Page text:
Watch what you put down the drain!
Many materials, especially household hazardous waste, should NOT be poured down the drain, either to a septic tank or field or to wastewater treatment plants. These chemicals are toxic and will kill organisms that break down waste. These chemicals are not broken down in such systems and will enter surface and groundwater supplies. Flushing prescription drugs down the toilet should also be avoided as these have been shown to negatively affect aquatic life including fish and amphibians.
Do not flush these items down the drain or toilet:
Cat litter does not dissolve in water and will create clogs even if it is labeled “flushable.”
Coffee grounds stick to pipes and can cause clogs to form.
Materials used in condoms are not biodegradable.
These do not degrade and will pass most treatment plants and end up in receiving waters.
Nylon and Teflon do not degrade and can block pipes.
These contain artificial materials that do not degrade and can block pipes.
Facial tissues, cotton balls and paper towels
These are very slow to degrade and should be put in the trash instead. Facial tissues are treated with a chemical and increase the time for biodegrading.
Feminine hygiene products
Tampons and pads do not degrade and can cause problems in both septic systems and treatment plants.
Grease, fat, oils
These will definitely cause clogs.
Plastics do not degrade in the environment and can cause clogs in pipes. Plastics may be broken into smaller pieces that can be consumed by animals.
These may get stuck on pipes and in filters in treatment plants.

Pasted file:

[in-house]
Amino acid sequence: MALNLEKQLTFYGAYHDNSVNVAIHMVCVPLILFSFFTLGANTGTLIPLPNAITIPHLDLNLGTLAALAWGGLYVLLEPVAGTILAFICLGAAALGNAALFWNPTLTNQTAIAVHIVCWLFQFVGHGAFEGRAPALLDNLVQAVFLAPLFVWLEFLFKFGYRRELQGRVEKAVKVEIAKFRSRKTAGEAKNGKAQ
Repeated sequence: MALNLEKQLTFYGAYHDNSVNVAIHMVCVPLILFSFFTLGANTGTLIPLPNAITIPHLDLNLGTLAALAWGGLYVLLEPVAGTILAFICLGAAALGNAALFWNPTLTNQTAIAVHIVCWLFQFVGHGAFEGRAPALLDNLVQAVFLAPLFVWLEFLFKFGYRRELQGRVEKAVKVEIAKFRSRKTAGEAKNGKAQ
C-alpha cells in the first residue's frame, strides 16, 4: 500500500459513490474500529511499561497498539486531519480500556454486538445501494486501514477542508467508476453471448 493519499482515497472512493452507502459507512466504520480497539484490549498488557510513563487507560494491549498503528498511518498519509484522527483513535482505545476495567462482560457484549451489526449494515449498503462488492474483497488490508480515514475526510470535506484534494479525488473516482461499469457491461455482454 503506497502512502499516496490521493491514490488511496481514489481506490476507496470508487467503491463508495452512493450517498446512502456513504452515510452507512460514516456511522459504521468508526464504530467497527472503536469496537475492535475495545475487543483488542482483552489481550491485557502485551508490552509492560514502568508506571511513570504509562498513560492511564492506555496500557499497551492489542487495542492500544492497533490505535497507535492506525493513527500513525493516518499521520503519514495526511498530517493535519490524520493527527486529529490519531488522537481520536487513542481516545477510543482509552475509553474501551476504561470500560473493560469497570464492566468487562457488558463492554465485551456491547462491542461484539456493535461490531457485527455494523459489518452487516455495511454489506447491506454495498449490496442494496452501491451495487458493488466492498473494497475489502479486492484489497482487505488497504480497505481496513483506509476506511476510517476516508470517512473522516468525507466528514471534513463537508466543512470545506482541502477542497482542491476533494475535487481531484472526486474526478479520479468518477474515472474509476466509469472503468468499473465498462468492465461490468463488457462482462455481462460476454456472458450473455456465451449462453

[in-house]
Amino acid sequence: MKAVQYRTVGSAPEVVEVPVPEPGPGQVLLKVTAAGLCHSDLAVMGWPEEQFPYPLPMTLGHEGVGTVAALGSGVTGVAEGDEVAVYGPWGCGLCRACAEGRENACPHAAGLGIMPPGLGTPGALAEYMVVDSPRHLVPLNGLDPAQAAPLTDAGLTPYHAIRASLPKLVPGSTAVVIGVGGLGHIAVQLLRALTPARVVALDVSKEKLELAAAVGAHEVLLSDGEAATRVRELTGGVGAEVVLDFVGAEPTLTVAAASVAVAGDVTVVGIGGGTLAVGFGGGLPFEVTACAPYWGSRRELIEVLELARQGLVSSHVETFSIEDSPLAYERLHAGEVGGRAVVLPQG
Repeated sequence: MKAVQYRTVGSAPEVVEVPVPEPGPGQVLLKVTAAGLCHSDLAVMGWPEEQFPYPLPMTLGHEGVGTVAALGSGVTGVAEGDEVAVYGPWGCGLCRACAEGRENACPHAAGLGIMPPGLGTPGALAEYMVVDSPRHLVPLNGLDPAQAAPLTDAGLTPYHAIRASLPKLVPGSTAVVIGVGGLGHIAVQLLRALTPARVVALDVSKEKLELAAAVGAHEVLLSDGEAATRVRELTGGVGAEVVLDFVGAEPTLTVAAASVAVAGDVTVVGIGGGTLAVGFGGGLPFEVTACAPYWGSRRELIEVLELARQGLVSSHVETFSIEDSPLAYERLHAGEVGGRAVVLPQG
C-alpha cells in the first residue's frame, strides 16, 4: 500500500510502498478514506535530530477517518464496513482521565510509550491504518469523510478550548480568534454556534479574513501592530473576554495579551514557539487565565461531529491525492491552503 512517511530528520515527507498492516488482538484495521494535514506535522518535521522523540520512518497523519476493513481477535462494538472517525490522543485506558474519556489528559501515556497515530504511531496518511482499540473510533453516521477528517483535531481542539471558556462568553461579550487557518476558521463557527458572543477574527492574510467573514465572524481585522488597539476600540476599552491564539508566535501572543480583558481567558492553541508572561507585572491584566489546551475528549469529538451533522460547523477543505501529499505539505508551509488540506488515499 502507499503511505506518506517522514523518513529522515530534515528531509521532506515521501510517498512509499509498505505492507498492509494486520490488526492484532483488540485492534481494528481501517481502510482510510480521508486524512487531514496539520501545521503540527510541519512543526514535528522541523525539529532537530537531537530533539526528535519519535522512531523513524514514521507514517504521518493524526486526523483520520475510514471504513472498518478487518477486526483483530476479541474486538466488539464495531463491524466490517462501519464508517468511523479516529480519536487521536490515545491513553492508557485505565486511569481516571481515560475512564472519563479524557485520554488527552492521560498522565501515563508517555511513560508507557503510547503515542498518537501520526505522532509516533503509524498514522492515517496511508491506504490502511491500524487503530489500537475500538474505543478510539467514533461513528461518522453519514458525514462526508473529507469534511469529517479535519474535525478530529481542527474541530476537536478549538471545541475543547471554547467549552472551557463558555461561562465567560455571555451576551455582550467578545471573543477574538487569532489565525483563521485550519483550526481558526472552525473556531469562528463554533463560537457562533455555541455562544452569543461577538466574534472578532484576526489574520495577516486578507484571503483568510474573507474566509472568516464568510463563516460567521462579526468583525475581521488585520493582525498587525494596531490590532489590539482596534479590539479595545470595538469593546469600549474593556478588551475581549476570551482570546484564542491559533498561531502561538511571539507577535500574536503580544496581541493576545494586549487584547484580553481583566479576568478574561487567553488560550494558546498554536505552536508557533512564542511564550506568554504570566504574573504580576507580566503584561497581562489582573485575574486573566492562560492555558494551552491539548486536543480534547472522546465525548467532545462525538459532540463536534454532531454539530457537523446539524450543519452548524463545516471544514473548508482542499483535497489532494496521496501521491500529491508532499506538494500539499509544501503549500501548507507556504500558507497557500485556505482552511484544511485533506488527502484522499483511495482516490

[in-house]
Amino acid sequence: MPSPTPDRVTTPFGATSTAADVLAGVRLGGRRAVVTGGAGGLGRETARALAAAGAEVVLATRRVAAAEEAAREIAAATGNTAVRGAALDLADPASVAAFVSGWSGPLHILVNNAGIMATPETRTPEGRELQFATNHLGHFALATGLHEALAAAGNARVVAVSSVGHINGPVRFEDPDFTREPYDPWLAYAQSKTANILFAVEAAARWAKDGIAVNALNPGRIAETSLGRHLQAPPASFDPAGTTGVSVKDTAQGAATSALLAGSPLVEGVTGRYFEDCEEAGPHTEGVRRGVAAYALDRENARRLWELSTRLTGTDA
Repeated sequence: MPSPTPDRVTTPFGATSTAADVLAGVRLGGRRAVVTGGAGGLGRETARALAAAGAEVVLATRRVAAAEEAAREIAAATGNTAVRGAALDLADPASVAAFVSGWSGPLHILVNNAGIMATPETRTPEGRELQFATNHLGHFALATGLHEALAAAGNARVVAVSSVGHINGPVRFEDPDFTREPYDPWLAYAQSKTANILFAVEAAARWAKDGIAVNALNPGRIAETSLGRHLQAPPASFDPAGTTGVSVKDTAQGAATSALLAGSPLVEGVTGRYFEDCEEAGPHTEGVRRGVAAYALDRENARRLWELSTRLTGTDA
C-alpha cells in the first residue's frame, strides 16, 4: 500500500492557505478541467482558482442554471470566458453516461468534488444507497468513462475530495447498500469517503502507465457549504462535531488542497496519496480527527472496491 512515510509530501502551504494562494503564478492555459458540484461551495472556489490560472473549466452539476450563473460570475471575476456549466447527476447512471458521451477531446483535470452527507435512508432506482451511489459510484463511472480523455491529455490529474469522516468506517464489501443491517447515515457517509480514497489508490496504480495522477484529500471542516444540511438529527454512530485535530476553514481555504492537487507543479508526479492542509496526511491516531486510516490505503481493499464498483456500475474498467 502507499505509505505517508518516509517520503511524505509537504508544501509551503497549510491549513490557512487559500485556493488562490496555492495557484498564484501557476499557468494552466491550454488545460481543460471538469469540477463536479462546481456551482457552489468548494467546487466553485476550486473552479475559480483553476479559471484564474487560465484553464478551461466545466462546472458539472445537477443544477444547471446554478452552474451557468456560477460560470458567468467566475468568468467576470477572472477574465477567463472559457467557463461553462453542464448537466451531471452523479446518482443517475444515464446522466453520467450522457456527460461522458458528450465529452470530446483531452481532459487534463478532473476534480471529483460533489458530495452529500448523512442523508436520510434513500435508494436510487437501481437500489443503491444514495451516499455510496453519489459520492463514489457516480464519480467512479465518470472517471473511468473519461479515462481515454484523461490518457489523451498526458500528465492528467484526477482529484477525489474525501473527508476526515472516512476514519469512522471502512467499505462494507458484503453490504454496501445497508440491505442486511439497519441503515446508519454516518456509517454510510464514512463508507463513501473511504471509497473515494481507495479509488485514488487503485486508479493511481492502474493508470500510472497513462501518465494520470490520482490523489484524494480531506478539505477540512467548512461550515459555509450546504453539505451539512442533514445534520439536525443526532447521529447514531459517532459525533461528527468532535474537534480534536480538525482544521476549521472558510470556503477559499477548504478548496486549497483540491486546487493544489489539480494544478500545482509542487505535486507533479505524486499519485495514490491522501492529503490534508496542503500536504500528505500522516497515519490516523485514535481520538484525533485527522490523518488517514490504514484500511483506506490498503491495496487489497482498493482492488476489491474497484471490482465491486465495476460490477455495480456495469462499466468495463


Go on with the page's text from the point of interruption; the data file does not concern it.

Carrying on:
How does your septic system work?
Residential and commercial septic systems generally consist of an underground tank that collects wastewater. Within the tank, organisms digest organic matter and solids can sink to the bottom. Periodically this tank should be pumped to remove all of the accumulated solids, also known as sludge or biosolids. The partially treated effluent then goes to a drain field, usually consisting of a series of pipes, also underground. The effluent runs into the soil where organisms can further break down materials and where the fluid can be dispersed. If working properly, harmful organisms and organic matter will be removed in the soil and the water will discharge to the groundwater. Groundwater can make its way to wetlands and streams and is a source of drinking water from wells. The EPA provides information on septic system management here.
How does a wastewater treatment plant work?
At wastewater treatment plants, such as those in Bennington, Manchester, and Pownal, materials are screened and allowed to settle in a sedimentation tank, resulting in sludge or biosolids. This process, called “Primary Treatment,” removes a large proportion of organic matter. The liquid effluent may then be filtered and/or run through activated sludge where bacteria can further digest materials. This may involve aeration to facilitate these biological processes. Again, there may be residual biosolids. Chlorination, filtration, carbon absorption and other means may be used to further treat the effluent to reduce pathogens, chemicals, heavy metals, and other materials. Generally, the treated effluent is discharged into surface waters once it has been treated to design standards.
Biosolids may need to be disposed on landfills. However, if wastewater is treated properly the resulting biosolids can be used to enhance soil nutrients and water holding capacity and reduce soil erosion. Land application of biosolids has been recognized as a potentially beneficial use in Vermont.
We all need fresh water and each of us must do our part to avoid overtaxing the systems that clean or at least partially clean our wastewater.